A major expansion of the area under sugar beet in the UK (+ 1/3) is planned in 2017/18, with potentially a further major expansion by 2020 if current investment plans of Al Khaleej International to re-establish sugar beet processing in Yorkshire are approved. While a failure to conclude a UK-EU27 trade agreement could open up new export opportunities for ACP sugar suppliers to the UK, this would be strongly influenced by future UK sugar sector tariff policy. If tariffs remain unchanged the source of ACP sugar imported into the UK could shift from the Caribbean and Pacific suppliers to lower cost Southern African suppliers. UK government policy statements suggest Southern African LDC sugar exporters would enjoy the most secure commitment to continued duty free-quota free access for sugar exports to the UK market post Brexit, providing them with an inside track in pending negotiations over supply agreements for 2019. Read more “UK Area Under Sugar Beet Set to Surge”

French producers lead way in expanding EU sugar beet production despite low global sugar prices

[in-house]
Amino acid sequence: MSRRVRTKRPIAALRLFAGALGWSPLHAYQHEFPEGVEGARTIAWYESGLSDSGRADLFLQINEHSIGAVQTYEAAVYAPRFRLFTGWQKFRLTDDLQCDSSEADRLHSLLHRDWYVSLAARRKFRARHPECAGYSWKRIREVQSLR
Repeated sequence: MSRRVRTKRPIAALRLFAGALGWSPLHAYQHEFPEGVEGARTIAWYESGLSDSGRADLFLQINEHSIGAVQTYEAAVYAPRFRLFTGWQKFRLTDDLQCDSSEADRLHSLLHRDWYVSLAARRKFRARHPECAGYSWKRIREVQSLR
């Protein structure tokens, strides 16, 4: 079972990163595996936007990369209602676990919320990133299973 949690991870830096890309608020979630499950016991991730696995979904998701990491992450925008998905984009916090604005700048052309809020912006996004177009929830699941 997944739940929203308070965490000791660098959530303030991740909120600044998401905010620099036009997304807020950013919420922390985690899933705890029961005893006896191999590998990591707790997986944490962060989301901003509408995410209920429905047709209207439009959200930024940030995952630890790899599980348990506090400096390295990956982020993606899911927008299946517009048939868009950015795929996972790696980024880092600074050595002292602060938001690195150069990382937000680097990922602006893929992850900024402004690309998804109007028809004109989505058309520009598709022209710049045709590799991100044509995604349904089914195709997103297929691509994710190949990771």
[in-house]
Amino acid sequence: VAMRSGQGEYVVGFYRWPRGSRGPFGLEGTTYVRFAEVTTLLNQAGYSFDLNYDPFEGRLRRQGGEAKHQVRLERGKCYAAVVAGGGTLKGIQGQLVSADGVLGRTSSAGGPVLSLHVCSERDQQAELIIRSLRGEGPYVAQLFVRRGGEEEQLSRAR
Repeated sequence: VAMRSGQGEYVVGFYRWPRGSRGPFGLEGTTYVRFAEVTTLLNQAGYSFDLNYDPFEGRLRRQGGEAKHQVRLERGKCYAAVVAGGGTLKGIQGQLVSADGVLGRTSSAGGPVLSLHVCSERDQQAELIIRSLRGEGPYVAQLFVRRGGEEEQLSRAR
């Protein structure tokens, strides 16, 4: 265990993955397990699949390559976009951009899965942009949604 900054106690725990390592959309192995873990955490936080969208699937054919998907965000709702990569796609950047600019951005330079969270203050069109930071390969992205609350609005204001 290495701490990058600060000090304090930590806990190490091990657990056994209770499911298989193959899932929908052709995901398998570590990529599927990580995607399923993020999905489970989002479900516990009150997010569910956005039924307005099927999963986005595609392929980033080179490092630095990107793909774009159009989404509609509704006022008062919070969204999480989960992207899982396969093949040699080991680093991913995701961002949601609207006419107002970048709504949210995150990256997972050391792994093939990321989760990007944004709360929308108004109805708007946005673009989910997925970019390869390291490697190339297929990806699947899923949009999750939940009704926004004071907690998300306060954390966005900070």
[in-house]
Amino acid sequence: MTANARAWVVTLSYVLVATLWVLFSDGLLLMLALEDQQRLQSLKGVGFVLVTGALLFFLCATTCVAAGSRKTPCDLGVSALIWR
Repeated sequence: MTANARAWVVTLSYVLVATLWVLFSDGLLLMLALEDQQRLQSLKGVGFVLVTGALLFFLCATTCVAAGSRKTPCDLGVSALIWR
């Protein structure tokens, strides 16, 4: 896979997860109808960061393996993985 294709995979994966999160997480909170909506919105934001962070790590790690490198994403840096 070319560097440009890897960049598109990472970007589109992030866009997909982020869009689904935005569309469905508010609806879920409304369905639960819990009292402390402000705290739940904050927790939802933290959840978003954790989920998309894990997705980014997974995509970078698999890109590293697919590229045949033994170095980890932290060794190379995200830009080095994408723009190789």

Summary

Both Tereos and Cristal Union have announced plans to expand sugar beet plantings by 25% in the 2017/18 season, as EU sugar companies’ battle for market position in a post-production quota EU market. The corresponding contraction of sugar production in areas less favoured for sugar production is however undermined by continued deployment of coupled sugar specific sugar to producers in 10 EU member states accounting for 35% of the total area under sugar beet in the EU in 2016/17. These payments range from €67 to €518 per ha. The trade effects of these policy driven distortions will be most severely felt by traditionally preferred ACP sugar exporters, as EU sugar imports contract and exports expand. ACP sugar exporters will need to radically rethink their market positioning strategies if they are to profitably export to the EU. Read more “French producers lead way in expanding EU sugar beet production despite low global sugar prices”